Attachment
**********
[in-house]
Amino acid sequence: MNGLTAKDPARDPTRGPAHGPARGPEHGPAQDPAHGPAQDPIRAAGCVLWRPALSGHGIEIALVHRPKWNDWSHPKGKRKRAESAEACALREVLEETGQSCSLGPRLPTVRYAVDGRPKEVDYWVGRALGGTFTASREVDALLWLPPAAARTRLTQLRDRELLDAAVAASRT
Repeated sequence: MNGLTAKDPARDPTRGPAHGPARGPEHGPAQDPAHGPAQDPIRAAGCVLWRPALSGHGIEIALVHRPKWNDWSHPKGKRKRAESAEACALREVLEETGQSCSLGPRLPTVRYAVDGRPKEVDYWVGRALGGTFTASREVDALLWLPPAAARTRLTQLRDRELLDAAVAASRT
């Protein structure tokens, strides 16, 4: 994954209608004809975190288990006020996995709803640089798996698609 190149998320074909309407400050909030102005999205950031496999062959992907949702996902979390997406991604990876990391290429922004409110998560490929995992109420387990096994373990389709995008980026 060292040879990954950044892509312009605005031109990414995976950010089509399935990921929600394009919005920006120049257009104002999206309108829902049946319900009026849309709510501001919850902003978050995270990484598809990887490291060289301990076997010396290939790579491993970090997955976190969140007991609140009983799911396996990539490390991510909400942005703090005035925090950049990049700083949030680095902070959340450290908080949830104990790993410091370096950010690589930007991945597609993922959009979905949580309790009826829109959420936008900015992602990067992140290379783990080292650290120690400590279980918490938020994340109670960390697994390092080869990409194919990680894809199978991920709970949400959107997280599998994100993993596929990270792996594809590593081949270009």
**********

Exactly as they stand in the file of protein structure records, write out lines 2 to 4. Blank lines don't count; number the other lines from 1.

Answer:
Amino acid sequence: MNGLTAKDPARDPTRGPAHGPARGPEHGPAQDPAHGPAQDPIRAAGCVLWRPALSGHGIEIALVHRPKWNDWSHPKGKRKRAESAEACALREVLEETGQSCSLGPRLPTVRYAVDGRPKEVDYWVGRALGGTFTASREVDALLWLPPAAARTRLTQLRDRELLDAAVAASRT
Repeated sequence: MNGLTAKDPARDPTRGPAHGPARGPEHGPAQDPAHGPAQDPIRAAGCVLWRPALSGHGIEIALVHRPKWNDWSHPKGKRKRAESAEACALREVLEETGQSCSLGPRLPTVRYAVDGRPKEVDYWVGRALGGTFTASREVDALLWLPPAAARTRLTQLRDRELLDAAVAASRT
């Protein structure tokens, strides 16, 4: 994954209608004809975190288990006020996995709803640089798996698609 190149998320074909309407400050909030102005999205950031496999062959992907949702996902979390997406991604990876990391290429922004409110998560490929995992109420387990096994373990389709995008980026 060292040879990954950044892509312009605005031109990414995976950010089509399935990921929600394009919005920006120049257009104002999206309108829902049946319900009026849309709510501001919850902003978050995270990484598809990887490291060289301990076997010396290939790579491993970090997955976190969140007991609140009983799911396996990539490390991510909400942005703090005035925090950049990049700083949030680095902070959340450290908080949830104990790993410091370096950010690589930007991945597609993922959009979905949580309790009826829109959420936008900015992602990067992140290379783990080292650290120690400590279980918490938020994340109670960390697994390092080869990409194919990680894809199978991920709970949400959107997280599998994100993993596929990270792996594809590593081949270009």